Excerpt from The Last Train to Key West by Chanel Cleeton, plus links to reviews, author biography & more

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The Last Train to Key West

by Chanel Cleeton

The Last Train to Key West by Chanel Cleeton X
The Last Train to Key West by Chanel Cleeton
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    Jun 2020, 320 pages

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One


Saturday, August 31, 1935
Helen

I've imagined my husband's death a thousand times. It starts, always, on the boat. There are waves, and perhaps some wind, and then he's pitched over the edge, into the sea, the water carrying him away on a strong tide, his head bobbing in the churn of turquoise and aqua, the vessel swaying to and fro in the middle of the ocean without another soul nearby to come to its aid.

Sometimes the image assaults me as I go about my day, hanging the laundry on the clothesline, the white sheets flapping in the breeze, the scent of lye on the air. Sometimes I ease into it, my thoughts lulling me away as I daydream, when I'm frying the fish Tom catches when he goes out on the Helen, a vessel with whom I share two things in common: a name, and the fact that our glory days have long since passed.

Other times it comes to me in sleep, and I jolt awake, my breaths harsh and ragged, mixing with the sound of my husband snoring beside me, his hairy arm thrown over my waist, his breath hot on my neck, the scent of gin oozing from his pores.

This morning, it's the dream, and when I wake, no arm holds me down; the space beside me is empty, an indent in the mattress from where my husband's body lay.

How could I have overslept?

I dress quickly, going through my morning ablutions efficiently in the water closet, hoping for the proper balance between looking pleasing and expediency. The tenor of our days is set in the mornings, in the early moments before Tom goes out to sea, the sun hours from showing its face.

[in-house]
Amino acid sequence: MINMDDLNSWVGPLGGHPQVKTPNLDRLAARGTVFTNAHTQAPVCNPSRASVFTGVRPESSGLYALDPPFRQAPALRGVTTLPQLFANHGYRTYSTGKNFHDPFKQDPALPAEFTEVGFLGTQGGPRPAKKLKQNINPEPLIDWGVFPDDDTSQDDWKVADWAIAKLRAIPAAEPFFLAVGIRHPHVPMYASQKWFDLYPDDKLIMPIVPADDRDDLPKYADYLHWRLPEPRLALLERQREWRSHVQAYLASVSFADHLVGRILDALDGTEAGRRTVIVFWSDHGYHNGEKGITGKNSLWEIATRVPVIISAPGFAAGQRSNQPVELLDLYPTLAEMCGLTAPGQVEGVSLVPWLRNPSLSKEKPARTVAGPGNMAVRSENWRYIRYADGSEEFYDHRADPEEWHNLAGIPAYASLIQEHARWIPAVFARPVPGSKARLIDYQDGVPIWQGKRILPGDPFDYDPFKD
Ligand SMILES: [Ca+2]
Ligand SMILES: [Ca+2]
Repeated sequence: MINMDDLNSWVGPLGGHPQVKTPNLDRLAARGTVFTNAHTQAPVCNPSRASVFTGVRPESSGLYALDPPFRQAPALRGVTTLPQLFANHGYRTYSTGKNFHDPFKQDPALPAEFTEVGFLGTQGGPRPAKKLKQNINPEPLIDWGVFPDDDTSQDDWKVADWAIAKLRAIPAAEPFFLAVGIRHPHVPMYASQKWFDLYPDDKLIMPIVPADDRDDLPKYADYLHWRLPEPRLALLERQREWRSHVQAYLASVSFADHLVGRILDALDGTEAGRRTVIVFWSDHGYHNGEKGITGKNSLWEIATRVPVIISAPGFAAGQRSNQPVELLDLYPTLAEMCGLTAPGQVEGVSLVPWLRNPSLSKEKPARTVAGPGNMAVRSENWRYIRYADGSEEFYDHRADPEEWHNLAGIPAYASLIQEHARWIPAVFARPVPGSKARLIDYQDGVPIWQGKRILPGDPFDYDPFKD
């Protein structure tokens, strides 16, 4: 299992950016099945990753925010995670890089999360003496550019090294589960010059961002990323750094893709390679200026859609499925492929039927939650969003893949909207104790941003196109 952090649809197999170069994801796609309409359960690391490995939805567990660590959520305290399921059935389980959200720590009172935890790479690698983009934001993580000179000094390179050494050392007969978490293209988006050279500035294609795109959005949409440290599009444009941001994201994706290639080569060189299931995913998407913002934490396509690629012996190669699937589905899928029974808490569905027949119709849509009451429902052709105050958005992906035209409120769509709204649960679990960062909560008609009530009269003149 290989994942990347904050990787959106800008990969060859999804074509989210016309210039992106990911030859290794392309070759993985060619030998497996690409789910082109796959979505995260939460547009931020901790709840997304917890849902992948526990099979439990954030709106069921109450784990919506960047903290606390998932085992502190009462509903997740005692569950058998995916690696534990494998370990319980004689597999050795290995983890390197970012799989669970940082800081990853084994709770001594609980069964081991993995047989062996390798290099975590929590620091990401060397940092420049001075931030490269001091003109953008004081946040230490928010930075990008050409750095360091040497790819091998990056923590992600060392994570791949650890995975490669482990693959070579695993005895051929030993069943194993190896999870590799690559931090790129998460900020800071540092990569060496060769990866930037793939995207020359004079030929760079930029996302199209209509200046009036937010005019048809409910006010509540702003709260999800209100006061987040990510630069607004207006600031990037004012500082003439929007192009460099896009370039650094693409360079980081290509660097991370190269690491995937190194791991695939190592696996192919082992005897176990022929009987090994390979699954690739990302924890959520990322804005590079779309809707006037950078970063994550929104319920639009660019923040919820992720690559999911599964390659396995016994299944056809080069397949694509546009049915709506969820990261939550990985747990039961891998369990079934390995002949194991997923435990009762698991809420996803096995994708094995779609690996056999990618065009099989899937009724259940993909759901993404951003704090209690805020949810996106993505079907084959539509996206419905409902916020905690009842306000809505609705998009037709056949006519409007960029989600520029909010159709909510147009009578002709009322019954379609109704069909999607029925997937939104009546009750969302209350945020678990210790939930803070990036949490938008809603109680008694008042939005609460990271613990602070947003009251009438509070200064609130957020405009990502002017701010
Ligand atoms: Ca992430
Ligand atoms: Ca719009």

If Tom is happy, if the weather is good, the fish plentiful, if I do as I am supposed to, it will be a passable day. If Tom isn't happy-

A wave of nausea hits me. Pain pulses at my abdomen, settling deep in my lower back, and I brace myself against the bedroom wall. The baby kicks, and I slide my hand down to catch the end of the movement.

These past few weeks, the baby has become more active, rolling and jabbing, pushing to make its way into the world now that the due date is near.

The nausea subsides, and I right myself, the pain passing as quickly as it came.

I walk from the bedroom to the main part of the cottage. Tom is seated at the table shoved into one corner of the open room that serves as our kitchen, living, and dining space.

When Tom first brought me here after our marriage nine years ago, it seemed the perfect place for us to start our life together-the home where we would grow our family. I scrubbed every inch of it until it shone, roamed the beaches when Tom was out to sea, and collected all sort of interesting things that had been cast ashore by boaters and smugglers, repurposing them as furniture we could ill afford to buy. The dining table where Tom's body looms was once a crate that likely carried contraband alcohol back in the day when doing so was a crime.

Where I once cleaned with pride for all of the possibility of what could be, I now see the loss of all we could have been, the house where I poured so many dreams just another promise left unfulfilled.

Floorboards are missing, paint peeling on the exterior, our living space shared with all manner of beasts and vermin that push their way inside all available nooks and crevices, the proximity to the water-not even fifty feet away-the only thing to recommend it.

Tom's boat is moored in the cove, within an easy distance. When Tom is at sea, the cottage is cozy, the mangroves surrounding us our protection from the outside world. When he is home, it is a pair of hands around my neck.

"Storm's coming," Tom rumbles, his back to me, the added weight from the baby making my footsteps heavier than usual, announcing my presence before I have steeled myself for the first moment of contact. His chair is positioned so he can gaze out the window at the ocean beyond. For a fisherman, the weather is everything.

Excerpted from The Last Train to Key West by Chanel Cleeton. Copyright © 2020 by Chanel Cleeton. All rights reserved. No part of this excerpt may be reproduced or reprinted without permission in writing from the publisher.

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